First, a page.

Flows in Ross, West Little Llagas, San Francisquito, and Upper Penitencia/Berryessa creeks are being actively monitored as further bands of rain come through. There remains the potential for flooding along Ross Creek in West San Jose and West Little Llagas in Morgan Hill. Water district crews are on location.

Residents are reminded to not walk through moving water. Six inches of moving water can make you fall. Also, do not drive into flooded areas. If floodwaters rise around your car, abandon the car and move to higher ground. You and the vehicle can be quickly swept away. A foot of water will float many vehicles. Two feet of rushing water can carry away most vehicles, including SUVs and pick-ups.

The water district is working diligently to keep all of its sandbag distribution areas stocked with sand and empty bags. Sand bag distribution sites are open 24-hours for the public. Locations can be access at:http://www.valleywater.org/services/sandbagsites.aspx

The public is asked to submit any information about downed trees in streams or other threats of stream flooding to Access Valley Water: www.valleywater.org

Below is the full press release from the Santa Clara Valley Water District:

SAN JOSE— The storm is directly hitting Santa Clara County now and is expected to continue to hit the area hard over the next three hours. (NWS)

At this point, street flooding has been observed but no flooding has occurred on local streams or creeks. Flows in Ross, West Little Llagas and Upper Penitencia/Berryessa Creeks are being actively monitored. Ross Creek in West San Jose is rising rapidly and is in danger of flooding. Water district and city of San Jose crews are on location.

The water district is working diligently to keep all of its sandbag distribution areas stocked with sand and empty bags.

The public is asked to submit any information about downed trees in streams or other threats of stream flooding to Access Valley Water: valleywater.org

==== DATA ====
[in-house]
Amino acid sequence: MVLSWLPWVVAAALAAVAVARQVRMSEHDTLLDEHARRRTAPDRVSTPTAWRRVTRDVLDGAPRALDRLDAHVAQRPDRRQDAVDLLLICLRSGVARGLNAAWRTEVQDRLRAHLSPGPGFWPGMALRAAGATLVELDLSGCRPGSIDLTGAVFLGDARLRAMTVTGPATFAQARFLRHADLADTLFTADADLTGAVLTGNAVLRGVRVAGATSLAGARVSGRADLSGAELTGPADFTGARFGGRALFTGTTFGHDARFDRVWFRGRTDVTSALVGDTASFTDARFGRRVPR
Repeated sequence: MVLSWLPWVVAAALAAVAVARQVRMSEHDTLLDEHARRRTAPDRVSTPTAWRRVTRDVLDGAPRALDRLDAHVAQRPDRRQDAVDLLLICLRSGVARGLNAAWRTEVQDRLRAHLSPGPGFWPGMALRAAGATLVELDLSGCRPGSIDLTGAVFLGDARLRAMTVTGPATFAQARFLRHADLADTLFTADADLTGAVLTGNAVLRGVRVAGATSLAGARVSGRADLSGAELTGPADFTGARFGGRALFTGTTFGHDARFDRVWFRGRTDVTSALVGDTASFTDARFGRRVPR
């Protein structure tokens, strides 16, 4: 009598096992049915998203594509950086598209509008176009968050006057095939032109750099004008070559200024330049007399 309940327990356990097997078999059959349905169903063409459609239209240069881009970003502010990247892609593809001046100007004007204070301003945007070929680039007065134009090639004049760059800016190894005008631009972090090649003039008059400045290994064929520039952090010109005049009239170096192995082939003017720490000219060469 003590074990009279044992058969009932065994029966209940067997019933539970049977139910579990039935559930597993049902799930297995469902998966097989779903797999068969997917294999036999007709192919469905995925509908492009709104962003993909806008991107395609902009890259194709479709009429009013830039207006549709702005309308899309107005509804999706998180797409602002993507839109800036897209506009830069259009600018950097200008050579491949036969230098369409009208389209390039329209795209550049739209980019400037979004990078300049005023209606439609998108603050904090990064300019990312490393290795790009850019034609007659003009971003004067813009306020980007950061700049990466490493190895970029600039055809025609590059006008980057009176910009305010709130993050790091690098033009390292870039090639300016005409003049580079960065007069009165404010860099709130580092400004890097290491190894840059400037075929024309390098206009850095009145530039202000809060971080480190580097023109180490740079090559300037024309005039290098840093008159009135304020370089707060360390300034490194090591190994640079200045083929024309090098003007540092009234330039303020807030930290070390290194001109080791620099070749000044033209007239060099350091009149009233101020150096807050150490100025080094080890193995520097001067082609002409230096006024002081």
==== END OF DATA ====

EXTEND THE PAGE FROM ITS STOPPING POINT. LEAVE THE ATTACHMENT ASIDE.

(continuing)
Additional information can be found at:

The Santa Clara Valley Water District manages an integrated water resources system that includes the supply of clean, safe water, flood protection and stewardship of streams on behalf of Santa Clara County's 1.8 million residents. The district effectively manages 10 dams and surface water reservoirs, three water treatment plants, an advanced recycled water purification center, a state-of-the-art water quality laboratory, nearly 400 acres of groundwater recharge ponds and more than 275 miles of streams. We provide wholesale water and groundwater management services to local municipalities and private water retailers who deliver drinking water directly to homes and businesses in Santa Clara County.

3 Comments

  1. One commenter (who’s name escapes me at the moment) made a point that he bought a large SUV/Truck type vehicles to handle the “crappy freeways and roads” around here.

    I had that advice in mind when I bought my truck this year. So nice driving a vehicle that’s too heavy to hydroplane. What rain? It asks.

  2. Man the lifeboats…women and children first!
    Yes I believe this storm was a doozie